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After an exciting dash to the end of the regular season, the NBA Playoffs are finally set to begin. And while the Boston Celtics are the favorite of many to dominate the coming weeks, the West is chock-full of extremely talented players. Kevin Hench of Fox Sports checks in to clear up the playoff picture, and let us know who might sneak into the next round.
Worst to First
Just one year ago, the Boston Celtics were by far the worst team in the NBA's Eastern Conference, finishing with a dismal 24 wins. Now, they sit on top of the world, featuring three of the game's elite stars and a supporting cast stacked with dazzling youngsters. So as the Celtics make their drive for a remarkable 17th NBA Title, the turnaround couldn't be any sweeter for die-hard fans.
Sure, Chien Ming Wang is the ace of the most storied franchise in sports history. He even had the honor of starting the final Opening Day of the House That Ruth Built in the Bronx. But his statistics and standing in American baseball are dwarfed by the worship the 28-year-old hurler receives from his home country of Taiwan. Bill Littlefield chats with Albert Chen of Sports Illustrated, who tells us that Wang's impact on Taiwanese life is something you can't quite see in the box score.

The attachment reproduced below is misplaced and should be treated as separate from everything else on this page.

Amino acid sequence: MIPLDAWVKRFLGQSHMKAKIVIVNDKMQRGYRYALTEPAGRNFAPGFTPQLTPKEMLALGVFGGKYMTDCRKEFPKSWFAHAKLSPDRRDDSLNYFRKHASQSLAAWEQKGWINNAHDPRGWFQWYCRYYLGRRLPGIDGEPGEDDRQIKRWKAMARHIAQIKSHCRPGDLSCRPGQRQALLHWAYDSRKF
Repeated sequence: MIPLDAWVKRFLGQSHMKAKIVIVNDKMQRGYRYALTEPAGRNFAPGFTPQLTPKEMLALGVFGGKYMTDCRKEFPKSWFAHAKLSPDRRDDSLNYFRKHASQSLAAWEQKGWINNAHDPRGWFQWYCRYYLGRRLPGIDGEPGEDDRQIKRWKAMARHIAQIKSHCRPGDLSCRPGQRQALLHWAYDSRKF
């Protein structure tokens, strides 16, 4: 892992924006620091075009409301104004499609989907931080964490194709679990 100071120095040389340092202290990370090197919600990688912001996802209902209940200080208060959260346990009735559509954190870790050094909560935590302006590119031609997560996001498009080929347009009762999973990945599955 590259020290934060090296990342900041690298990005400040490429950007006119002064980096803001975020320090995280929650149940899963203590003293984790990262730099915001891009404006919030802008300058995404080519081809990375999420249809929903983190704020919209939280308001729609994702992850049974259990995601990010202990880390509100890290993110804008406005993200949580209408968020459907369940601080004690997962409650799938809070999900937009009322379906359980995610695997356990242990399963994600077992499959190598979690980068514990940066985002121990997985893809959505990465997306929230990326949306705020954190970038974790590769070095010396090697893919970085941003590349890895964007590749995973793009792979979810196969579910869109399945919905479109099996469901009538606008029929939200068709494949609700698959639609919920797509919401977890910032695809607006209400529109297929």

The ascension of young Red Sox Outfielder Jacoby Ellsbury has put the spotlight on Native Americans in America's pastime. And although Ellsbury represents the first player of Navajo descent to break into the MLB, the history of Native American ballplayers goes back to the earliest days of the game. NPR's David Sommerstein has a report from a new exhibit in an upstate New York museum that seeks to re-discover the roots of Native Americans in baseball.
Bill cracks open some listener mail to find some excellent grammar, and a listener who's sure the pope would not be pleased at the lack of coverage on Notre Dame hockey.
The Guardian of the Olympic Torch and More, With Charlie Pierce
Bill Littlefield and Only A Game Analyst Charlie Pierce discuss: Playoffs on the parquet and on ice, marathoners and baseballers shaving off years, and one leg of the Olympic Torch Relay that packs a serious punch.
The 33-Year-Old Rookie
Although Minor League Baseball can serve as a launching pad for some players, it can be like quicksand for others, a frustrating experience that has driven many players from the game. But even after spending more than a decade cycling through some of baseball's back channels, journeyman Chris Coste kept pushing until he broke through with the Phillies in '06. Bill Littlefield talks with Coste about his new book, The 33-Year-Old Rookie, telling the tale of his long, strange trip, and finds out just how tough it was to make it to the show.
This program aired on April 19, 2008.
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